The Rs.636 crore-National Programme on Palliative Care will have lots to learn from Kerala’s model of palliative care, Union Health Secretary Keshav Desiraju has said.

The State’s system of care, with active participation of community volunteers, could hold lot of relevance for the rest of the country when the national programme would be rolled out, .Mr. Desiraju said, while on a visit to Kerala. But it may not be an easy road ahead, he added.

Mr. Desiraju had a first-hand experience of the remarkable work being done in the State in the area of palliative care delivery when he joined a medical team from Pallium India on Saturday on one of its home visits to patients.

The State Health Secretary, Rajeev Sadanandan, and the State Mission Director of NRHM, M. Beena, were also with him.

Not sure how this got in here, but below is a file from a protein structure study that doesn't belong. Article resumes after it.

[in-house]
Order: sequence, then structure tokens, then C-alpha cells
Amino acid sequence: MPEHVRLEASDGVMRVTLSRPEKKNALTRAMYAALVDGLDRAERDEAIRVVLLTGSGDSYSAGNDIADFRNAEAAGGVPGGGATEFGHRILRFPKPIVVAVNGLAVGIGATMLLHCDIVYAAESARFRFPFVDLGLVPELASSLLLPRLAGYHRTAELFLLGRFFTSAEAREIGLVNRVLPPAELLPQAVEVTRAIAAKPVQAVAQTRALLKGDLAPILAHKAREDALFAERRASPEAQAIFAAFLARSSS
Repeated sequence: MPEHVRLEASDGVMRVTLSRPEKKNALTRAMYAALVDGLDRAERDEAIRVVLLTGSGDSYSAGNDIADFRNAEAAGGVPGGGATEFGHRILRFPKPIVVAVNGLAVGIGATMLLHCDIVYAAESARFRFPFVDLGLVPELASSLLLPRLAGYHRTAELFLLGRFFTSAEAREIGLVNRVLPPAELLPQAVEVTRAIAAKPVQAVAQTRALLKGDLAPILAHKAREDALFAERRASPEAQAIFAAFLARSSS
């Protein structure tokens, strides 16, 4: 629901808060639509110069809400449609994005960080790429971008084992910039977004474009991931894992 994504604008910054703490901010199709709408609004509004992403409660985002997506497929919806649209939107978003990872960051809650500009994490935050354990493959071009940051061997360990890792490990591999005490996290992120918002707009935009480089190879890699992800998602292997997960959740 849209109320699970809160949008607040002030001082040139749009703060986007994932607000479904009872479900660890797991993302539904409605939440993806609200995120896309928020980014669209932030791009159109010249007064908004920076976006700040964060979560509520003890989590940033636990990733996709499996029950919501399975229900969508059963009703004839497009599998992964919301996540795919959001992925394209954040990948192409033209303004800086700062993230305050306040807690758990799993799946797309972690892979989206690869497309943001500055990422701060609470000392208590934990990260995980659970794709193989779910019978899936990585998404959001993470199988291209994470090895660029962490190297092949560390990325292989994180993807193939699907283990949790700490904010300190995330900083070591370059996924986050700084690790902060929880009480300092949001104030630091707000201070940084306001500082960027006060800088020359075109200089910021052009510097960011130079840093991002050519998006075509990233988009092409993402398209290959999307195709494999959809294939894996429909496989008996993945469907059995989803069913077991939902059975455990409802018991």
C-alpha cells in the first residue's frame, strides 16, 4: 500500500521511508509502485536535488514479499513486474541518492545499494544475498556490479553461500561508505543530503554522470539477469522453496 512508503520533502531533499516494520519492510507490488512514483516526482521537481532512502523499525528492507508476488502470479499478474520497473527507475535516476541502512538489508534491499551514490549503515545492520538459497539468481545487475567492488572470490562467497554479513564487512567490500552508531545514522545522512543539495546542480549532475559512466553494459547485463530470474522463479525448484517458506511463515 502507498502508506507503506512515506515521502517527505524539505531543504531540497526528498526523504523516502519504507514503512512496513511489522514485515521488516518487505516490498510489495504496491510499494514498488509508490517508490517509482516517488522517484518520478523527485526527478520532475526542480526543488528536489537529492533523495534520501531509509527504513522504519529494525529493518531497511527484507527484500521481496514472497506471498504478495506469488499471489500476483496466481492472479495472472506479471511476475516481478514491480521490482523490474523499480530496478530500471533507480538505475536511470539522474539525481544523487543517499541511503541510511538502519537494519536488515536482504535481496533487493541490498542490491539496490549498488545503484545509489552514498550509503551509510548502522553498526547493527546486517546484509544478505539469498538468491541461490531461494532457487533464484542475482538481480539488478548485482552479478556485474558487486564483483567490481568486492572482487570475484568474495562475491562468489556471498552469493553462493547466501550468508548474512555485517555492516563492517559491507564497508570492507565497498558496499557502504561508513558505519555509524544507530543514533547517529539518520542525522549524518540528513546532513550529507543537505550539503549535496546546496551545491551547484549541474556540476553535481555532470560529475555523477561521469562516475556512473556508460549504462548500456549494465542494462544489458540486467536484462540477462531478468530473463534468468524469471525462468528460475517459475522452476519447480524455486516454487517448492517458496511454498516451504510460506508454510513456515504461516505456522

The team had to go a good distance on foot through paddy fields and marshes to reach a 73-year-old patient in one of the suburban locales here. He had become bedridden following a stroke two months ago. Since he began to be cared for at home after being discharged from the hospital, he had developed severe pressure sores and had been under much pain, unable to even respond to carers.

He felt much better since the Pallium India team began their once-a-week home service and provided a water bed for him to ease the pressure sores. How far can the Kerala experience be taken to other States and how palliative care services could be integrated into the public health system would be the challenges ahead.

There was also the need to develop a an army of health professionals trained in palliative care, M. R. Rajagopal, chairman of Pallium India. Another major challenge before the Union government would be the easing of the narcotics rules and making morphine available across the country.